The city will host a brief groundbreaking ceremony at 3:30 p.m. at the site of what will become the Lynne Sherwood Waterfront Stadium. The site is where the current aging bleachers are.
The new $3.2 million stadium — a cost which will be covered by charitable donations and a state grant — marks the latest chapter in a series of riverfront redevelopments and improvements for Grand Haven that have taken place over the past five decades. These improvements have ranged from the initial waterfront redevelopments in the 1960s and ‘70s, to more recent improvements and reinvestments such as preservation of the Coal Tipple, and reinvestment in the boardwalk, lighthouses, Musical Fountain, and pier and catwalk.
Dave Seibold’s book, “Grand Haven: In the Path of Destiny,” provides some insight into the history of the waterfront and what’s led up to today’s redevelopment.
In August 1962, the Loutit Foundation provided a $15,000 grant for construction of the Musical Fountain. That initial grant set a theme of waterfront beautification that became the focus of the foundation for the next decade.
The Musical Fountain, together with the Whitey White Water Show, showcased the need for better seating along the waterfront, which finally debuted in 1968 along with the Showmobile portable band shell. The fountain and water ski show also showed the need for a total rejuvenation of the waterfront.
According to Seibold, the city and the foundation worked closely on the riverfront redevelopment. He highlights the reuse of the Grand Trunk Depot as an example of their collaboration.
Grand Trunk Railroad had stopped passenger rail service to Grand Haven in 1955. In the spring of 1964, the city increased pressure on Grand Trunk officials to sell the depot.
“The sprucing up of the depot waterfront by the Coast Guard and the spectator draw of the Water Thrill Show and Musical Fountain may or may not have influenced the thinking of the Grand Trunk officials, but by 1967 the terms of vacating the railroad holdings had been finalized,” Seibold wrote. “With a $50,000 grant from the Loutit Foundation, the city purchased the depot and surrounding property from Grand Trunk for $66,375.”
By 1969, the Loutit Foundation had acquired or had a hand in helping to acquire all of the riverfront property from the south channel to Government Basin; and by 1973, clean-up, landscaping and placement of 1,300 feet of sheet-piling seawall began.
“The total cost to the foundation for acquisition of the riverfront property, clean-up, landscaping and seawall construction was $675,000,” noted Seibold. “Upon completion, all the land was turned over to the city. In addition, another $218,000 was expended as improvements continued through the Sesquicentennial in 1984.”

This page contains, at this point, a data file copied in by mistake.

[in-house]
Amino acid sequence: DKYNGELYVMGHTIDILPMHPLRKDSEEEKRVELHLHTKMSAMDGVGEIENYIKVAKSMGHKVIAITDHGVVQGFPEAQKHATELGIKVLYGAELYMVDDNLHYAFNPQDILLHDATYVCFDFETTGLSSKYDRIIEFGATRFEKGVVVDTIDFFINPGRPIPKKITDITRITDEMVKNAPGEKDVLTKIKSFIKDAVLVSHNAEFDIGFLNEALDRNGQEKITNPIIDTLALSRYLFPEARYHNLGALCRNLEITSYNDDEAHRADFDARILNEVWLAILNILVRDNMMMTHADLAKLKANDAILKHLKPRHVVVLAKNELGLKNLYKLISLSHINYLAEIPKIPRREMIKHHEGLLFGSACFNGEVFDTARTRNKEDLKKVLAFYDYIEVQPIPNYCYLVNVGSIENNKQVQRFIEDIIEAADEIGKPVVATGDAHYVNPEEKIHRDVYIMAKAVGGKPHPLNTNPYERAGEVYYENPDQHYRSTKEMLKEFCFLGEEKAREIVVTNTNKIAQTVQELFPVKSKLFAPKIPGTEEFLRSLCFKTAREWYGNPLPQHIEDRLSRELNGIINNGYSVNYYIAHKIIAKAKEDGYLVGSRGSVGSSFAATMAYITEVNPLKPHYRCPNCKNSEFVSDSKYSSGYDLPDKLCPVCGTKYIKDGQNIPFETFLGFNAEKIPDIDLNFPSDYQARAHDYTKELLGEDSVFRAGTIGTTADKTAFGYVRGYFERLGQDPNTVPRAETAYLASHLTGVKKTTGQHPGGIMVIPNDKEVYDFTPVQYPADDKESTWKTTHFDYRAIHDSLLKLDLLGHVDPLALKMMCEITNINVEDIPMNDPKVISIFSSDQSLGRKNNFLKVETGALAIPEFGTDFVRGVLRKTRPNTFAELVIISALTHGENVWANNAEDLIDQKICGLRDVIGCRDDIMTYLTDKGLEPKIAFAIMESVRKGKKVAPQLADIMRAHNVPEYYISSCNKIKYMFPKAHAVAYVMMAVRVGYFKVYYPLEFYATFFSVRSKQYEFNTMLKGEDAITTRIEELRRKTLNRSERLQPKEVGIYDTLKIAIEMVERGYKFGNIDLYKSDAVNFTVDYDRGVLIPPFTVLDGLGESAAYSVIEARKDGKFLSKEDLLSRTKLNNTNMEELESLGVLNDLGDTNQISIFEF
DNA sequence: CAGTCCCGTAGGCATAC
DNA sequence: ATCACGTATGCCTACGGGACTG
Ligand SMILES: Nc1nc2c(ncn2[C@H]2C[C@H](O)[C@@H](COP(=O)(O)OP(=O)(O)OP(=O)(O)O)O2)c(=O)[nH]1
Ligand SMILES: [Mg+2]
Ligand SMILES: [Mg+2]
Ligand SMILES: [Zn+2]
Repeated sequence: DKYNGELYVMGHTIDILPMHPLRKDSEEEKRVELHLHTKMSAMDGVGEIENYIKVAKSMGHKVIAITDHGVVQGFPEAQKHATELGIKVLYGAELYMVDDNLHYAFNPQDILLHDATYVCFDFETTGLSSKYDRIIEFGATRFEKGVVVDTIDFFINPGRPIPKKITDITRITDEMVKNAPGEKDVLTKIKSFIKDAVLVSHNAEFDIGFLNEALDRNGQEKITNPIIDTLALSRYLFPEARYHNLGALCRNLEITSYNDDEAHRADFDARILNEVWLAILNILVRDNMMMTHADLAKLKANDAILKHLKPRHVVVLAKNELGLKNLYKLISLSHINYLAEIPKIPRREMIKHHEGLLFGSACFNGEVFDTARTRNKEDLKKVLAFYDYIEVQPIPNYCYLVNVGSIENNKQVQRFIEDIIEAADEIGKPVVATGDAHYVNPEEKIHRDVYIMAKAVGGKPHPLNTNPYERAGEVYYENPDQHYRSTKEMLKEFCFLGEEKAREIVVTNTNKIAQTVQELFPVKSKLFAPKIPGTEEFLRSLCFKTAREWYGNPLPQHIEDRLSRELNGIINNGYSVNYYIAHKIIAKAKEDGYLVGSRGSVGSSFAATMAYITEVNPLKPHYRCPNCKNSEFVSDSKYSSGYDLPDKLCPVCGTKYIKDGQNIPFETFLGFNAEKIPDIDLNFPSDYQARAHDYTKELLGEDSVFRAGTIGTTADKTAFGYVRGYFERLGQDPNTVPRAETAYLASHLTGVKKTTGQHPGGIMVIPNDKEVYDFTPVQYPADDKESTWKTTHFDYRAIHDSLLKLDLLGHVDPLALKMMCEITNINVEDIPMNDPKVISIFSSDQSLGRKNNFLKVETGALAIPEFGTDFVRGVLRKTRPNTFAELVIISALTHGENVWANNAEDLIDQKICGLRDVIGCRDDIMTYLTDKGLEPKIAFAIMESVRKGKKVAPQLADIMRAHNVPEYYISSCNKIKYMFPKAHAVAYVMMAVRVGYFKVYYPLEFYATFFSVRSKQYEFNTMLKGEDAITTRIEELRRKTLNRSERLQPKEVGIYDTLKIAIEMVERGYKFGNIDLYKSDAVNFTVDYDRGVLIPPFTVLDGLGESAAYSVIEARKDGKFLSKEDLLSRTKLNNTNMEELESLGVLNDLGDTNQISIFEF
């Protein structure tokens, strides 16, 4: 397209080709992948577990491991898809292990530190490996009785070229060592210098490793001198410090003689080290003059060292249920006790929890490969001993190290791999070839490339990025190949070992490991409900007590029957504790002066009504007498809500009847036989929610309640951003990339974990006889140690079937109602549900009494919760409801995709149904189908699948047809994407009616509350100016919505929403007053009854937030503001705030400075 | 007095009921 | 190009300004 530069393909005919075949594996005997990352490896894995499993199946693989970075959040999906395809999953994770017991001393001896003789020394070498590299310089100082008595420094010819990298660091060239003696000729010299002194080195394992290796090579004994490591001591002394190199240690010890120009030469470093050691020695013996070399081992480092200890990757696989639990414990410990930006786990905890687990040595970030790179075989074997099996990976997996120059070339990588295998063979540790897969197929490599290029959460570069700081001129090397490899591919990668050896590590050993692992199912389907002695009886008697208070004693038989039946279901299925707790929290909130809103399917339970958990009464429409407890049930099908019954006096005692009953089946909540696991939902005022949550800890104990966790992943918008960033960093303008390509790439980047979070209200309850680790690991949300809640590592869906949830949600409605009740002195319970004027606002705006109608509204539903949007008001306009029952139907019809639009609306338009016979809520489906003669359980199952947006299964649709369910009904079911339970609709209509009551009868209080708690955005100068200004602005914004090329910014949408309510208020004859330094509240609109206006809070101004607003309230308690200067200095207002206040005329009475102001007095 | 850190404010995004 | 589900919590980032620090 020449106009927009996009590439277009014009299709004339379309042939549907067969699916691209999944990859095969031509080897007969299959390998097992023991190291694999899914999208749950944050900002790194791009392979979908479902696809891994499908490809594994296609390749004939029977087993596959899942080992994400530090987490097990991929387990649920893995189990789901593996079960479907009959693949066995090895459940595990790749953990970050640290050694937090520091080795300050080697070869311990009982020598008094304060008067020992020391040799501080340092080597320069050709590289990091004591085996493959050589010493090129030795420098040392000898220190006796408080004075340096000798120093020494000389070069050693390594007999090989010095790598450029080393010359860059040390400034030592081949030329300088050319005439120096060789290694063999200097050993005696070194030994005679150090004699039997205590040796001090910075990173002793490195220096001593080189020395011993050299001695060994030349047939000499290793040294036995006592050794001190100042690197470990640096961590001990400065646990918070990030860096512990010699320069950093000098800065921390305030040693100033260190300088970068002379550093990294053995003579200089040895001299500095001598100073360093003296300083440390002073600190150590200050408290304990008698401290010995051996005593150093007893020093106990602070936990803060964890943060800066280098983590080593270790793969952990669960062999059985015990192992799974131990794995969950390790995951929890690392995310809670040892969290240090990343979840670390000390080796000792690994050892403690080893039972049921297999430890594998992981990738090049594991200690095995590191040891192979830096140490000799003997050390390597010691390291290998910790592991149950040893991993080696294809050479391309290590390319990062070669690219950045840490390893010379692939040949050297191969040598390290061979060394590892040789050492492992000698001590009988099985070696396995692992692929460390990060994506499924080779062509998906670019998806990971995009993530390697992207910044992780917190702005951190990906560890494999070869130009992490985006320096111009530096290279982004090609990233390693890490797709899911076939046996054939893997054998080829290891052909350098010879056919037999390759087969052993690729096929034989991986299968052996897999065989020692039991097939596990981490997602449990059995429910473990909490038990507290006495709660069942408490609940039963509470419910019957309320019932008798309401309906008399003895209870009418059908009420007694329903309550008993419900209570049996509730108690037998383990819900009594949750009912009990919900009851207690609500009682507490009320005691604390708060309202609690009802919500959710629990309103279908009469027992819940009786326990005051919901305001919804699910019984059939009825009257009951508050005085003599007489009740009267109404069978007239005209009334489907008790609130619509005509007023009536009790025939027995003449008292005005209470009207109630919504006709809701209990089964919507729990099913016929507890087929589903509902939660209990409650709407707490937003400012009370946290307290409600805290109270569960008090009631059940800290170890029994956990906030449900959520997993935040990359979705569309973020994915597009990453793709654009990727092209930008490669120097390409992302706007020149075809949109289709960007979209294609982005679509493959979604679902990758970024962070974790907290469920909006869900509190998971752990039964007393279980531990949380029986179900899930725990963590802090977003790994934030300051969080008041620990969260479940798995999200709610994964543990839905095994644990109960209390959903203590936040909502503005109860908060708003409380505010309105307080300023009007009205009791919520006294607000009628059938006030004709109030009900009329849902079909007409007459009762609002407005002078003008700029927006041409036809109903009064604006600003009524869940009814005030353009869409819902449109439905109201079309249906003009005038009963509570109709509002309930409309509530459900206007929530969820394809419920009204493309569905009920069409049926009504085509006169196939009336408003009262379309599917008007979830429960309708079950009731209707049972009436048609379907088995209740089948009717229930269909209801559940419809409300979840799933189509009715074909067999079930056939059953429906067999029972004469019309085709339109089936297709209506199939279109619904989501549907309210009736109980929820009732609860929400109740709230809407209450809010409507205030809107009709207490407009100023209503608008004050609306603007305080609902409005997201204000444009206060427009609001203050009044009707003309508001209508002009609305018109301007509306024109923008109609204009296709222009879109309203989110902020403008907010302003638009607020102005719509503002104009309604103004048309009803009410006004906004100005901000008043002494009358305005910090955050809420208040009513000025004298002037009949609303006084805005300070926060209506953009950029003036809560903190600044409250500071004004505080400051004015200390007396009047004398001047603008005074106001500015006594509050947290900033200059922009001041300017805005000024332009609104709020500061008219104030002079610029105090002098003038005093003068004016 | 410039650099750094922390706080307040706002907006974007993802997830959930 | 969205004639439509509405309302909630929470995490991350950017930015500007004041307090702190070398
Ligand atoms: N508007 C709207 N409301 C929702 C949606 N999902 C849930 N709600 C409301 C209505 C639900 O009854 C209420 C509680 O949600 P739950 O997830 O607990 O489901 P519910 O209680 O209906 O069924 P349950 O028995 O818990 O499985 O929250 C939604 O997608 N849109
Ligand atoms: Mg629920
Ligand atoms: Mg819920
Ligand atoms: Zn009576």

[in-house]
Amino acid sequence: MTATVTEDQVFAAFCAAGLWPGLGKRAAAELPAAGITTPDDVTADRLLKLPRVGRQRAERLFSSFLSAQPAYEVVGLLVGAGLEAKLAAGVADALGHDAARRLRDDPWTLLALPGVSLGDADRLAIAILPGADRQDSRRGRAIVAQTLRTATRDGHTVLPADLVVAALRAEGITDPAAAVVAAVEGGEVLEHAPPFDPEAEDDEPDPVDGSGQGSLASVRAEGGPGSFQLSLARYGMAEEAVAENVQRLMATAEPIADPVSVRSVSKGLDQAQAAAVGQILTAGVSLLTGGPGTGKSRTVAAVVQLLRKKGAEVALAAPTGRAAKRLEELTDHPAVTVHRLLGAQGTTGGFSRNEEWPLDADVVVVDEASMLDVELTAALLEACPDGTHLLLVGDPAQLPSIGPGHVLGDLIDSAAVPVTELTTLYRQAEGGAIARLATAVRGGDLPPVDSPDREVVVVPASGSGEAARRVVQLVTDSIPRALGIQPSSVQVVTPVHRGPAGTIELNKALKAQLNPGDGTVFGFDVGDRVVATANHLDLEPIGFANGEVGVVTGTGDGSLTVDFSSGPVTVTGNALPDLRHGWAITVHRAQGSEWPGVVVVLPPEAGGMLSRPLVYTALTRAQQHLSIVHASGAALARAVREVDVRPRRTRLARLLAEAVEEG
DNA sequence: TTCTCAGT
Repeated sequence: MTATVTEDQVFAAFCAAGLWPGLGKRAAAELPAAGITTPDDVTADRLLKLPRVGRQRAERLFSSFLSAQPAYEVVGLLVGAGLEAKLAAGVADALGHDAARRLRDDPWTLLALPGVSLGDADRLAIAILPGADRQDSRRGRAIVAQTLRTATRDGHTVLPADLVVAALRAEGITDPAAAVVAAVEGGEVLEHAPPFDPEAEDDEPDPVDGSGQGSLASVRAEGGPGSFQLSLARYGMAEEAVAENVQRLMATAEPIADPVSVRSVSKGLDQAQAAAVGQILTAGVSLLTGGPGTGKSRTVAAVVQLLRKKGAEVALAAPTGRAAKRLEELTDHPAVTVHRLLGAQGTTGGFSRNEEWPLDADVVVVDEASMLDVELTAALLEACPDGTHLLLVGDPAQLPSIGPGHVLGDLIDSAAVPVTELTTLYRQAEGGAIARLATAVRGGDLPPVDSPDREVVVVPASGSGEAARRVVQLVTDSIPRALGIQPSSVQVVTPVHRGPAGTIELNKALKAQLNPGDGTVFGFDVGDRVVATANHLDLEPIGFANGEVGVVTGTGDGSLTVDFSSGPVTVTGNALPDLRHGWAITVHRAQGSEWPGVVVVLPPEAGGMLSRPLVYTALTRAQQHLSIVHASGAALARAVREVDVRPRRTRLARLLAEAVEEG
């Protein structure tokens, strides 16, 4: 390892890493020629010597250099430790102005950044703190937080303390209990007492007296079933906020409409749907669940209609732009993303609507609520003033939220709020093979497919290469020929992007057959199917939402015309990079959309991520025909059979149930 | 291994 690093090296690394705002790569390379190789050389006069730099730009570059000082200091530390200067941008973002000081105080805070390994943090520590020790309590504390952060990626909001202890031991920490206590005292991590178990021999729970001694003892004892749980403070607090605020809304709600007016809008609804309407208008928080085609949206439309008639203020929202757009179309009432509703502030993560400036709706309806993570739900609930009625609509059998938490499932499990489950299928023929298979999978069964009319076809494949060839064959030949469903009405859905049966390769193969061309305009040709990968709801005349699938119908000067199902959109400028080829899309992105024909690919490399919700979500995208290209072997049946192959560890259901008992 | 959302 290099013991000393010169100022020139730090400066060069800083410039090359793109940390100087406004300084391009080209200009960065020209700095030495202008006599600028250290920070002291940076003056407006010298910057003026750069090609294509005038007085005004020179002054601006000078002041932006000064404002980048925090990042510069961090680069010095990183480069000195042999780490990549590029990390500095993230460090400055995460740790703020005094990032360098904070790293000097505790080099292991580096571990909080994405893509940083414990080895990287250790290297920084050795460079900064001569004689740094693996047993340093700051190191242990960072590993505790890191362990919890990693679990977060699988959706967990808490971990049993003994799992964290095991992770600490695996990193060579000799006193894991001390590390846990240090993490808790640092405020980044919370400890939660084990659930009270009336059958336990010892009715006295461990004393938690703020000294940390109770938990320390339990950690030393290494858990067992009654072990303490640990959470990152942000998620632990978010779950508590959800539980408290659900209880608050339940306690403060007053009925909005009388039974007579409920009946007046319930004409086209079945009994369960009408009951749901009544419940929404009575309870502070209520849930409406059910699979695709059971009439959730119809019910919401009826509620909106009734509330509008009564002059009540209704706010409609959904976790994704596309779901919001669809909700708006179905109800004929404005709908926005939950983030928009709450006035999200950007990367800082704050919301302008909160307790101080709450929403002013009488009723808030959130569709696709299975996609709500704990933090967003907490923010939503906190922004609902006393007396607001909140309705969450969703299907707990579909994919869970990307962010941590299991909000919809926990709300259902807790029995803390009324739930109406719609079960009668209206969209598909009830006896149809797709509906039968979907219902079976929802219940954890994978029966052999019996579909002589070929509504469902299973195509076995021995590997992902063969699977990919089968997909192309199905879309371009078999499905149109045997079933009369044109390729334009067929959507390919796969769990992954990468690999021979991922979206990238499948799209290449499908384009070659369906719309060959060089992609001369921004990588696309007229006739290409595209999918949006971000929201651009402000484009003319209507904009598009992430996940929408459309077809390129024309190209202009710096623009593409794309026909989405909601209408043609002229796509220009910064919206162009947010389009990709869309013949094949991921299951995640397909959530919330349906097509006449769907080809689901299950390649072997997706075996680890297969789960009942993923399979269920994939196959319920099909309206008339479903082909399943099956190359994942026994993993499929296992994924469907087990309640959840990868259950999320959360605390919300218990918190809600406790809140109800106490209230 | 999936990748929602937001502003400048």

In all, the Loutit Foundation made possible the following: the Musical Fountain, with its initial showing in 1962; the Tri-Cities Historical Museum in the depot building in 1972; Municipal Marina in 1972; upgrade of the Musical Fountain and Christmas Creche 1972; Bicentennial Park that was dedicated in 1976; and the boardwalk and Lighthouse Connector Park, and Ferry Landing with its sundial and brass anaglyph of the Grand River that debuted during the 1984 Sesquicentennial.
”They’ve been talking about this for many years,” City Manager Pat McGinnis said. “There’ve been a number of plans that have been floated in the past.”
Fast-forward to late 2012 and early 2013 when McGinnis said the ball began to roll on making significant changes to the stadium.
Stakeholder and community meetings took place for people to give input on what they wanted to see in a new stadium, and eventually a preliminary concept was developed based on those gathered ideas, which was once again presented to the community for refinement before it was sent on to City Council.
“In 2014, we got City Council buy-in and approval, and they voted unanimously to move forward with the design,” McGinnis said.
The new stadium will have tiered grass seating, volleyball playing surface, seasonal ice rink, areas for dancing, a permanent band shell, winter fire pits, concession stand, flagpoles and other amenities.
The new stadium is named for Lynne Sherwood, a local philanthropist who died in 2016. Sherwood and her family have been philanthropic supporters of the community for decades.
“Lynne Sherwood had a hand in supporting every significant fundraising initiative that has happened in our community during the last 15-20 years,” said Holly Johnson, president of the Grand Haven Area Community Foundation. "It's fitting that last year's $3 million gift from her estate helped kick off the stadium redevelopment project."
Earlier this summer, City Council approved a grant agreement with the state to receive $280,000 from the Department of Natural Resources Trust Fund. As part of the agreement, the city agreed to a $674,900 local match.
The Grand Haven Area Community Foundation also announced this past August that the project had received a $25,000 gift from Fifth Third Bank.